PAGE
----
No Biz Like Show Biz

It’s one of those days that I’m not sure what I want to bore you with. There’s still a bit of Holiday Hangover going on, coupled with a hint of excitement about the World Junior Hockey Championship game tonight, Canada vs. Russia. The sun is out, a winter day that doesn’t require running away (though I am accepting offers if you need a valet and are heading south).

No, me, I have it backwards. I’m aiming at Timmins next week. FR040806Not vacationing, but working, I haven’t totally lost it, despite popular opinion. There’s also a chance to visit with some family and renew old acquaintances. In a past life I was a road musician, a pocket rock god playing what we called the Arctic Circle Tour. Only in Canada can that joke fall flat, because there actually IS an Arctic Circle tour and it’s a thousand miles north of anywhere we were. Scale… man, that’s everything sometimes.

This trip has some unique challenges. First of all, I’m subbing for a country band. I haven’t played much country the last couple years so I have a pretty steep learning curve here, getting tunes together. Cheat sheets are a must, because challenge number two is: no rehearsals. Not only that, I won’t even meet the guitarist until we’re a couple hours into the trip. I’ll hit the stage without sharing a note with this configuration of the band.

Challenge #3 will be existing for the other 20 hours a day, as it always is on the road. Scouting report on the bar we’re playing is that the rooms are typical road accommodations, that is, Pretty Scuzzy. A sleeping bag of known origin will be packed. Which brings Challenge #4: Packing.

20467_1333306139444_1434755936_30927322_3215422_nThe usual foibles of a weekend trip are all in place, what to wear, how to pack it, toiletries etc. but with a couple of unique spins. First of all there may or may not be bathing facilities on the floor of rooms we will occupy. If we’re lucky there will be running water in each room. If we’re REALLY lucky, there will be hot water too. Let’s pack a hat in case Bad Hair Days are the norm.

Further complicating things is the detritus that a band needs, in this case a couple amps, a couple guitar cases, whatever drums we can cram and three of us in an ironically named Honda Fit. Suffice to say this is not the roomiest of the Honda line. At least it’s four wheels and not two. Rumour has it the guitarist has a bigger vehicle which we will switch over to on the way.

Of course the lure of the stage is enough to imbue some optimism, at least on the inward trek. On the homeward side that optimism is gone. The task is over. With soap and hot water willing we won’t smell like the elephant trailer of a departing circus. That reminds me of a joke: Avram had been with the circus for 30 years, faithfully spending his days scooping up elephant shit. Time had passed for any sane person to retire, yet still Avram followed the elephants, day in and out. His family implored him, Avram, why do you retire? Rest. You’ve had a good life, you don’t need to work.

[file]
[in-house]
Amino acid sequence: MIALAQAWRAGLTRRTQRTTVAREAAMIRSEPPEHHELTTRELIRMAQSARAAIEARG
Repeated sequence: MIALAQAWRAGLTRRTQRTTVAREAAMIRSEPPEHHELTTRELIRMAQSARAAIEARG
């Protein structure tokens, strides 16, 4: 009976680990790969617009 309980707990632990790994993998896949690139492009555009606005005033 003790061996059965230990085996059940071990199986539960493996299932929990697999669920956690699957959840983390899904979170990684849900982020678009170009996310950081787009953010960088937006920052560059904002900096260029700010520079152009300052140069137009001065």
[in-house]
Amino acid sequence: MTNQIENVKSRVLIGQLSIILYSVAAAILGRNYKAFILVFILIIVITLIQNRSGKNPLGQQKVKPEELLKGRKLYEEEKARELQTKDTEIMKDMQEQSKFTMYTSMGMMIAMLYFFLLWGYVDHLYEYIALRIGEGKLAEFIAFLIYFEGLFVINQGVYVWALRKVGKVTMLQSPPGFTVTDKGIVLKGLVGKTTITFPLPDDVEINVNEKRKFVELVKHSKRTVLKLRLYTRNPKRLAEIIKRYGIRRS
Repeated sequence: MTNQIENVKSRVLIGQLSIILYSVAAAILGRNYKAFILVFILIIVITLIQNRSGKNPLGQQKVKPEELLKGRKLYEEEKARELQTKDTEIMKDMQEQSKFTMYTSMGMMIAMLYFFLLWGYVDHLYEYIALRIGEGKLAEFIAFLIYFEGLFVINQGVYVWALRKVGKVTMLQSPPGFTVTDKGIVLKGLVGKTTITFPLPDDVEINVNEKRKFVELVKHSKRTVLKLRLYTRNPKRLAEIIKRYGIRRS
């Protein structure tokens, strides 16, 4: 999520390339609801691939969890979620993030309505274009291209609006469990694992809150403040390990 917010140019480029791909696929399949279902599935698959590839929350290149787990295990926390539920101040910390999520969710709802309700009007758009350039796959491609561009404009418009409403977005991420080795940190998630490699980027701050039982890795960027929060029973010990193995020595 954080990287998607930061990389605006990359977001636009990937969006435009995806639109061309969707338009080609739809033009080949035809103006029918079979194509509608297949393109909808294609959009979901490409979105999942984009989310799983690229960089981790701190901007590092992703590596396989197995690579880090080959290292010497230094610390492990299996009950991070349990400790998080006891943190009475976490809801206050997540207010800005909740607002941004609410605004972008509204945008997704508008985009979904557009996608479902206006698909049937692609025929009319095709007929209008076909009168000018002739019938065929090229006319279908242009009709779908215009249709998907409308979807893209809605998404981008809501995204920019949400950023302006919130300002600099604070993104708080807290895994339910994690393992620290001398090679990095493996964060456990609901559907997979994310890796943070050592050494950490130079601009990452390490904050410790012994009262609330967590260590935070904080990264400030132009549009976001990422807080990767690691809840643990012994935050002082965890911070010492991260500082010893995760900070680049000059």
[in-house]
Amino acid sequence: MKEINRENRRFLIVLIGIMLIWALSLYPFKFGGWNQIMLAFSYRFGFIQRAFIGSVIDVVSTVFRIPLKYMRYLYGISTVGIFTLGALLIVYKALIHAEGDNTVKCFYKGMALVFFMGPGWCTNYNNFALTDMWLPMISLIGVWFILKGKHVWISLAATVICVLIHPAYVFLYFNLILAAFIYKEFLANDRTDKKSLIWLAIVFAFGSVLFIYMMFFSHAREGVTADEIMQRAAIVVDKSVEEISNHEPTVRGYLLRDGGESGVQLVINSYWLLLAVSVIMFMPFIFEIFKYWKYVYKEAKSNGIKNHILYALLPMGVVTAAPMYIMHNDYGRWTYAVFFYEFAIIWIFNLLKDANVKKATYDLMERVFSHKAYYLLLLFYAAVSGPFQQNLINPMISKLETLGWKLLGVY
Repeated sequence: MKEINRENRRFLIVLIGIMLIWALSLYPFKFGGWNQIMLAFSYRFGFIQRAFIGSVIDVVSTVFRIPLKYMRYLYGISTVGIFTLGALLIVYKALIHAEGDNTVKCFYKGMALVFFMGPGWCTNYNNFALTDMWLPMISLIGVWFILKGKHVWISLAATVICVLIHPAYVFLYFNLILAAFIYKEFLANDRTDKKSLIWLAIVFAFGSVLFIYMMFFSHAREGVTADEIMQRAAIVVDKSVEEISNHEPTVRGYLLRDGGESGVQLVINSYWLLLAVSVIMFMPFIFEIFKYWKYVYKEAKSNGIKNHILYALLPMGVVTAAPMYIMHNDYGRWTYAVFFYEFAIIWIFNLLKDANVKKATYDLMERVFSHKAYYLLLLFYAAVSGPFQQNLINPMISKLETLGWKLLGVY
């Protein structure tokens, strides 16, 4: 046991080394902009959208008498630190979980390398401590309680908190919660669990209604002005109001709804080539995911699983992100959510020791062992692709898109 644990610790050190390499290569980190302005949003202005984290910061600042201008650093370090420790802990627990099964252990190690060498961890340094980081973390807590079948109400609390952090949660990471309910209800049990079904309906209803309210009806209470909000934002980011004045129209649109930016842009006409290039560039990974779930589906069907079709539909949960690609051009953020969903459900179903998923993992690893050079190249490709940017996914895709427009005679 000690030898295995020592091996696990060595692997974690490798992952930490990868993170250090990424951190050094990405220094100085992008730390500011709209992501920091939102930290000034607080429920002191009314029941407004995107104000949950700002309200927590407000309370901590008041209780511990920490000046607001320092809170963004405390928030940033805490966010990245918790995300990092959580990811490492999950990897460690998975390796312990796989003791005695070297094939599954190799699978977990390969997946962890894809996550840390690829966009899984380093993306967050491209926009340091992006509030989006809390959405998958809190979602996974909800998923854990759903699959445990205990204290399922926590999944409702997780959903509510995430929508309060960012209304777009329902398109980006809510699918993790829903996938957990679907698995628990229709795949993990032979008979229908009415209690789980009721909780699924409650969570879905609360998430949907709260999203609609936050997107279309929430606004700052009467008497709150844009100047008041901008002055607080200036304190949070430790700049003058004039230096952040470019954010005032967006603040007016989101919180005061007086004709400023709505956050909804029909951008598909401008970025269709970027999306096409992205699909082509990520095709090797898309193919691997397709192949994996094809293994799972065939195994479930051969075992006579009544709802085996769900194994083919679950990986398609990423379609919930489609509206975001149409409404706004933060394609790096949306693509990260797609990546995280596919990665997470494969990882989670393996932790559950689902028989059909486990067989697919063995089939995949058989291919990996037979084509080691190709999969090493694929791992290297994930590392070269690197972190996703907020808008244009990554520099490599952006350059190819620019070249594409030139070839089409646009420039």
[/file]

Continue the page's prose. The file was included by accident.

Avram said, “What? And quit Show Biz?”

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All in Favour of the Arts

brickenden_on_663399Head over to the Brickenden Awards website to nominate for the local London theatre awards. If you aren’t in London, head over and vote for Scott Shpak, everywhere you see his name. His productions were Strangers on a Train, Evelyn’s Anguish, Tough, I’ll be Back Before Midnight and The Producers. I saw also Follies, which was very impressive and I heard that Three Musketeers was pretty good too. Lisa DesGroseilliers, who did sound for a bunch of shows, seems like a sweetie too, and we have talked about collaborating on a show in the future.

This is amateur, community theatre, surprising to me in its quality and scope, so winners or loser of the awards… don’t know it’s that big a deal, because really the winners are the people in the community who see the shows, as well as those of us who volunteer. It’s an All Win situation, and your votes, for whomever, are kind of little nudges of support.

All of this theatre is going on at a tough time in the economy, when funding for the arts is more difficult to come by and yet there are people who are so crazily masochistic that they will undertake massive projects and contribute to the vibrancy of  the arts at a grass roots level, making the fabric of the city’s cultural tapestry that much richer.

So vote for somebody, anybody, even if you don’t know who or what you’re voting for, and vote for the arts in your community. A year ago I didn’t even know London HAD theatre awards. Now I am up for one! Don’t let lower your opinion. The rest of the people are great and doing good work. They deserve way more shout outs than they get.

Published in: on December 18, 2010 at 11:36 am  Comments Off on All in Favour of the Arts  
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